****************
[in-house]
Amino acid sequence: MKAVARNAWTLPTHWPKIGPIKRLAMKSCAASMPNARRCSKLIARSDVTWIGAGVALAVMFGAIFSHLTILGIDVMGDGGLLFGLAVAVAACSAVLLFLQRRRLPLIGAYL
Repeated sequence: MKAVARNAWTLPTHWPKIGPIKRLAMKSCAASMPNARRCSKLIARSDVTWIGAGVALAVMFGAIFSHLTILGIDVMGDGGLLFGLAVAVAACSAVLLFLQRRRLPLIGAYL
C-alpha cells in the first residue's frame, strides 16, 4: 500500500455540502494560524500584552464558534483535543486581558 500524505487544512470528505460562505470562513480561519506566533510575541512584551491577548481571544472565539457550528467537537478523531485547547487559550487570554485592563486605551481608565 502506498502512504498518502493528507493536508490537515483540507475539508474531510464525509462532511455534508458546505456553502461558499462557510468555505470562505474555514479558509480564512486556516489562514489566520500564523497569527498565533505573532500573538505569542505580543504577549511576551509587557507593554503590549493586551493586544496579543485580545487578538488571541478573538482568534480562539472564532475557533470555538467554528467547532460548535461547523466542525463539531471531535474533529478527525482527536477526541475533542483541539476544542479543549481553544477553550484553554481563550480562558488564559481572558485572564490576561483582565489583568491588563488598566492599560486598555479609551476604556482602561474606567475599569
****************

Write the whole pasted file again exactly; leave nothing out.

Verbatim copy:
[in-house]
Amino acid sequence: MKAVARNAWTLPTHWPKIGPIKRLAMKSCAASMPNARRCSKLIARSDVTWIGAGVALAVMFGAIFSHLTILGIDVMGDGGLLFGLAVAVAACSAVLLFLQRRRLPLIGAYL
Repeated sequence: MKAVARNAWTLPTHWPKIGPIKRLAMKSCAASMPNARRCSKLIARSDVTWIGAGVALAVMFGAIFSHLTILGIDVMGDGGLLFGLAVAVAACSAVLLFLQRRRLPLIGAYL
C-alpha cells in the first residue's frame, strides 16, 4: 500500500455540502494560524500584552464558534483535543486581558 500524505487544512470528505460562505470562513480561519506566533510575541512584551491577548481571544472565539457550528467537537478523531485547547487559550487570554485592563486605551481608565 502506498502512504498518502493528507493536508490537515483540507475539508474531510464525509462532511455534508458546505456553502461558499462557510468555505470562505474555514479558509480564512486556516489562514489566520500564523497569527498565533505573532500573538505569542505580543504577549511576551509587557507593554503590549493586551493586544496579543485580545487578538488571541478573538482568534480562539472564532475557533470555538467554528467547532460548535461547523466542525463539531471531535474533529478527525482527536477526541475533542483541539476544542479543549481553544477553550484553554481563550480562558488564559481572558485572564490576561483582565489583568491588563488598566492599560486598555479609551476604556482602561474606567475599569